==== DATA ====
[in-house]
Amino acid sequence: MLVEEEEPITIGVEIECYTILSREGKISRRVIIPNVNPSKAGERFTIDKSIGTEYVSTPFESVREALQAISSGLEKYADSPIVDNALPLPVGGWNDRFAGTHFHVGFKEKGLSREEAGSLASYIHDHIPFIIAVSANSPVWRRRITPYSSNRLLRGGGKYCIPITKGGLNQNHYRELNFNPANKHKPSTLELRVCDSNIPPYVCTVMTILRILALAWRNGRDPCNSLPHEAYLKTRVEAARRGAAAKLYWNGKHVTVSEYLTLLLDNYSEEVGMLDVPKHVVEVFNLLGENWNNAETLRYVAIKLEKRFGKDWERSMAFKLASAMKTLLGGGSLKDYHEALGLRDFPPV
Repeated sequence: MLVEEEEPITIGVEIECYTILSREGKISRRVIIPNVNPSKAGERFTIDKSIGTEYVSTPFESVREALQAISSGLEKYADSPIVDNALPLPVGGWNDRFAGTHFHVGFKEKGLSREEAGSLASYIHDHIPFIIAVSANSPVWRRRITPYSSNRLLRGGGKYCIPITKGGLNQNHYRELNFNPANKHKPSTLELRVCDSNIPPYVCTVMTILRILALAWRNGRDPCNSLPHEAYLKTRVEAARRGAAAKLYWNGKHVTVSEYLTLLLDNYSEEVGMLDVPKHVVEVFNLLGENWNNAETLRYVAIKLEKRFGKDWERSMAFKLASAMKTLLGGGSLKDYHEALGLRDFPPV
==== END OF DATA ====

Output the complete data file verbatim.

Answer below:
[in-house]
Amino acid sequence: MLVEEEEPITIGVEIECYTILSREGKISRRVIIPNVNPSKAGERFTIDKSIGTEYVSTPFESVREALQAISSGLEKYADSPIVDNALPLPVGGWNDRFAGTHFHVGFKEKGLSREEAGSLASYIHDHIPFIIAVSANSPVWRRRITPYSSNRLLRGGGKYCIPITKGGLNQNHYRELNFNPANKHKPSTLELRVCDSNIPPYVCTVMTILRILALAWRNGRDPCNSLPHEAYLKTRVEAARRGAAAKLYWNGKHVTVSEYLTLLLDNYSEEVGMLDVPKHVVEVFNLLGENWNNAETLRYVAIKLEKRFGKDWERSMAFKLASAMKTLLGGGSLKDYHEALGLRDFPPV
Repeated sequence: MLVEEEEPITIGVEIECYTILSREGKISRRVIIPNVNPSKAGERFTIDKSIGTEYVSTPFESVREALQAISSGLEKYADSPIVDNALPLPVGGWNDRFAGTHFHVGFKEKGLSREEAGSLASYIHDHIPFIIAVSANSPVWRRRITPYSSNRLLRGGGKYCIPITKGGLNQNHYRELNFNPANKHKPSTLELRVCDSNIPPYVCTVMTILRILALAWRNGRDPCNSLPHEAYLKTRVEAARRGAAAKLYWNGKHVTVSEYLTLLLDNYSEEVGMLDVPKHVVEVFNLLGENWNNAETLRYVAIKLEKRFGKDWERSMAFKLASAMKTLLGGGSLKDYHEALGLRDFPPV